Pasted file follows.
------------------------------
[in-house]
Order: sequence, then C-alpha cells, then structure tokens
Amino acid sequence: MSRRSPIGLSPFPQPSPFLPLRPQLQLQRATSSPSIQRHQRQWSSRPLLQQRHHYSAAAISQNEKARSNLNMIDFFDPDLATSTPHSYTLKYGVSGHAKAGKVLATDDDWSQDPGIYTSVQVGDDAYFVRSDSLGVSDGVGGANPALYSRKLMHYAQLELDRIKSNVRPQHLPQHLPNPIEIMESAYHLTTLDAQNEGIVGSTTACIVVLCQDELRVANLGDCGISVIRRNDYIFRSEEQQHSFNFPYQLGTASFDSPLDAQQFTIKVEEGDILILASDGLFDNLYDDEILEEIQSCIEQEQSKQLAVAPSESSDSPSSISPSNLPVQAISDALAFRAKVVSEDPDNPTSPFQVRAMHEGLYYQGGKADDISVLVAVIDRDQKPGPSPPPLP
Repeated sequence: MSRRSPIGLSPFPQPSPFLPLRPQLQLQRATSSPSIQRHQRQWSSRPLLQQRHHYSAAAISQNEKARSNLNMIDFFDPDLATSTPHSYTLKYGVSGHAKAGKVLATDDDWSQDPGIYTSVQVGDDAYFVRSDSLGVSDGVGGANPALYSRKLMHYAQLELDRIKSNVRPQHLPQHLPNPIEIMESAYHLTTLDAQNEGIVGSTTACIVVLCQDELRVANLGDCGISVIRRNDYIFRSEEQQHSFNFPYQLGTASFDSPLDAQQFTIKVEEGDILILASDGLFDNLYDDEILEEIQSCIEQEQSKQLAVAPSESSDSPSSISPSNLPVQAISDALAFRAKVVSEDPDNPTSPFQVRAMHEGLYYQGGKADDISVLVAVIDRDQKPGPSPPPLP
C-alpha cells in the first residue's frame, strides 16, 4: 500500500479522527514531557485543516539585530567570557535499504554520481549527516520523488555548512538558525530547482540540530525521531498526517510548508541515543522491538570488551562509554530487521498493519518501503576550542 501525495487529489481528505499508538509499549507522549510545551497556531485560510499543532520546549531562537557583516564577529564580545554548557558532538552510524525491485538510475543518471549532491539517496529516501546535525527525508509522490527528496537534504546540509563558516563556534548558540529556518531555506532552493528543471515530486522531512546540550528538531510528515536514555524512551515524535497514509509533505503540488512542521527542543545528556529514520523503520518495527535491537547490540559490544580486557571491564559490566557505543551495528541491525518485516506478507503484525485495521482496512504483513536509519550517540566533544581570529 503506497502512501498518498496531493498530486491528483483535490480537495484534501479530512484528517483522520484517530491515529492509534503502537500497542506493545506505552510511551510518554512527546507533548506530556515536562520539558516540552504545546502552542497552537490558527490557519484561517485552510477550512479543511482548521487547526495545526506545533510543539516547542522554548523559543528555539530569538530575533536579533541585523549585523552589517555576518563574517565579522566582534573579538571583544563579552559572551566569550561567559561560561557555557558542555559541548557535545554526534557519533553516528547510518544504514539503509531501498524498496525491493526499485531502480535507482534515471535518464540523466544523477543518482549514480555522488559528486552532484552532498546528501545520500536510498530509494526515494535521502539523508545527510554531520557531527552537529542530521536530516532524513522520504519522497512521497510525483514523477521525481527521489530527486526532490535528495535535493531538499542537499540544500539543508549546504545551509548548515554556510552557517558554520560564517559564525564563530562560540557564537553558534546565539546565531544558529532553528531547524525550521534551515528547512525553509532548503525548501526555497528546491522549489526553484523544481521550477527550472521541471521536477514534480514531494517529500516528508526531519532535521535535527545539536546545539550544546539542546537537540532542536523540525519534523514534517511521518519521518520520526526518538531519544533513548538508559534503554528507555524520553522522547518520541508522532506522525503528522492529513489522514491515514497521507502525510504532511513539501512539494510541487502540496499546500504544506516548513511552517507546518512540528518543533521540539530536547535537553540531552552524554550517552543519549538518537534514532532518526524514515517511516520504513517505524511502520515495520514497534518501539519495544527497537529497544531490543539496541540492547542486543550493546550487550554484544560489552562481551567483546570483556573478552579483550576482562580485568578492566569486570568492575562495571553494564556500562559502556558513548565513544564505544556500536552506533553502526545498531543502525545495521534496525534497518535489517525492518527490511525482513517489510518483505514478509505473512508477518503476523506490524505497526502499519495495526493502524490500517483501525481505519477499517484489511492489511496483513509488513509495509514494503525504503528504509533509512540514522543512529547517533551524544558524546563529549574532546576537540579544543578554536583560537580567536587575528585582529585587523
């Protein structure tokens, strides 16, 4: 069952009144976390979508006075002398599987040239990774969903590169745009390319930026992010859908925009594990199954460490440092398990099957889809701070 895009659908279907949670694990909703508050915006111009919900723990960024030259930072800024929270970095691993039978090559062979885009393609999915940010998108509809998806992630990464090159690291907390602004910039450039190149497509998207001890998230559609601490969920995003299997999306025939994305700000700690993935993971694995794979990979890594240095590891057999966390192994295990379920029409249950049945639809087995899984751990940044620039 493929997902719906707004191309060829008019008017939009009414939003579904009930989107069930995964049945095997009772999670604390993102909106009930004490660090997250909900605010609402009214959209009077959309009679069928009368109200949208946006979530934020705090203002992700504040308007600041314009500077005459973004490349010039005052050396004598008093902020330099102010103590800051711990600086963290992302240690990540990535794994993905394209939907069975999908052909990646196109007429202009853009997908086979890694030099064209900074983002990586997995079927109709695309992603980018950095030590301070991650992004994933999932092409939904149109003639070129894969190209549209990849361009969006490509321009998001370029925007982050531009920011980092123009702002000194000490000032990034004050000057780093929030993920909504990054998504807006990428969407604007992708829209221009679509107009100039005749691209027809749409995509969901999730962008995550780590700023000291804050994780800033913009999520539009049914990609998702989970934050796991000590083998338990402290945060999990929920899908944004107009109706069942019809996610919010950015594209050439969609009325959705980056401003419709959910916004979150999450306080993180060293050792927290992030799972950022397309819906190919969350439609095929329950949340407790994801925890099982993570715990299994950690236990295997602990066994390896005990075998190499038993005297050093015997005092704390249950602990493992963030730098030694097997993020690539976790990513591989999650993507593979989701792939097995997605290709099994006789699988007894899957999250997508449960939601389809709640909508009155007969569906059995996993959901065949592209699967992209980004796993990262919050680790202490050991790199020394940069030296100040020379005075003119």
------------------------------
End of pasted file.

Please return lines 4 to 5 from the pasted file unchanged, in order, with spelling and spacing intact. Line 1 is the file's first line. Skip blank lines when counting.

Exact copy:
Repeated sequence: MSRRSPIGLSPFPQPSPFLPLRPQLQLQRATSSPSIQRHQRQWSSRPLLQQRHHYSAAAISQNEKARSNLNMIDFFDPDLATSTPHSYTLKYGVSGHAKAGKVLATDDDWSQDPGIYTSVQVGDDAYFVRSDSLGVSDGVGGANPALYSRKLMHYAQLELDRIKSNVRPQHLPQHLPNPIEIMESAYHLTTLDAQNEGIVGSTTACIVVLCQDELRVANLGDCGISVIRRNDYIFRSEEQQHSFNFPYQLGTASFDSPLDAQQFTIKVEEGDILILASDGLFDNLYDDEILEEIQSCIEQEQSKQLAVAPSESSDSPSSISPSNLPVQAISDALAFRAKVVSEDPDNPTSPFQVRAMHEGLYYQGGKADDISVLVAVIDRDQKPGPSPPPLP
C-alpha cells in the first residue's frame, strides 16, 4: 500500500479522527514531557485543516539585530567570557535499504554520481549527516520523488555548512538558525530547482540540530525521531498526517510548508541515543522491538570488551562509554530487521498493519518501503576550542 501525495487529489481528505499508538509499549507522549510545551497556531485560510499543532520546549531562537557583516564577529564580545554548557558532538552510524525491485538510475543518471549532491539517496529516501546535525527525508509522490527528496537534504546540509563558516563556534548558540529556518531555506532552493528543471515530486522531512546540550528538531510528515536514555524512551515524535497514509509533505503540488512542521527542543545528556529514520523503520518495527535491537547490540559490544580486557571491564559490566557505543551495528541491525518485516506478507503484525485495521482496512504483513536509519550517540566533544581570529 503506497502512501498518498496531493498530486491528483483535490480537495484534501479530512484528517483522520484517530491515529492509534503502537500497542506493545506505552510511551510518554512527546507533548506530556515536562520539558516540552504545546502552542497552537490558527490557519484561517485552510477550512479543511482548521487547526495545526506545533510543539516547542522554548523559543528555539530569538530575533536579533541585523549585523552589517555576518563574517565579522566582534573579538571583544563579552559572551566569550561567559561560561557555557558542555559541548557535545554526534557519533553516528547510518544504514539503509531501498524498496525491493526499485531502480535507482534515471535518464540523466544523477543518482549514480555522488559528486552532484552532498546528501545520500536510498530509494526515494535521502539523508545527510554531520557531527552537529542530521536530516532524513522520504519522497512521497510525483514523477521525481527521489530527486526532490535528495535535493531538499542537499540544500539543508549546504545551509548548515554556510552557517558554520560564517559564525564563530562560540557564537553558534546565539546565531544558529532553528531547524525550521534551515528547512525553509532548503525548501526555497528546491522549489526553484523544481521550477527550472521541471521536477514534480514531494517529500516528508526531519532535521535535527545539536546545539550544546539542546537537540532542536523540525519534523514534517511521518519521518520520526526518538531519544533513548538508559534503554528507555524520553522522547518520541508522532506522525503528522492529513489522514491515514497521507502525510504532511513539501512539494510541487502540496499546500504544506516548513511552517507546518512540528518543533521540539530536547535537553540531552552524554550517552543519549538518537534514532532518526524514515517511516520504513517505524511502520515495520514497534518501539519495544527497537529497544531490543539496541540492547542486543550493546550487550554484544560489552562481551567483546570483556573478552579483550576482562580485568578492566569486570568492575562495571553494564556500562559502556558513548565513544564505544556500536552506533553502526545498531543502525545495521534496525534497518535489517525492518527490511525482513517489510518483505514478509505473512508477518503476523506490524505497526502499519495495526493502524490500517483501525481505519477499517484489511492489511496483513509488513509495509514494503525504503528504509533509512540514522543512529547517533551524544558524546563529549574532546576537540579544543578554536583560537580567536587575528585582529585587523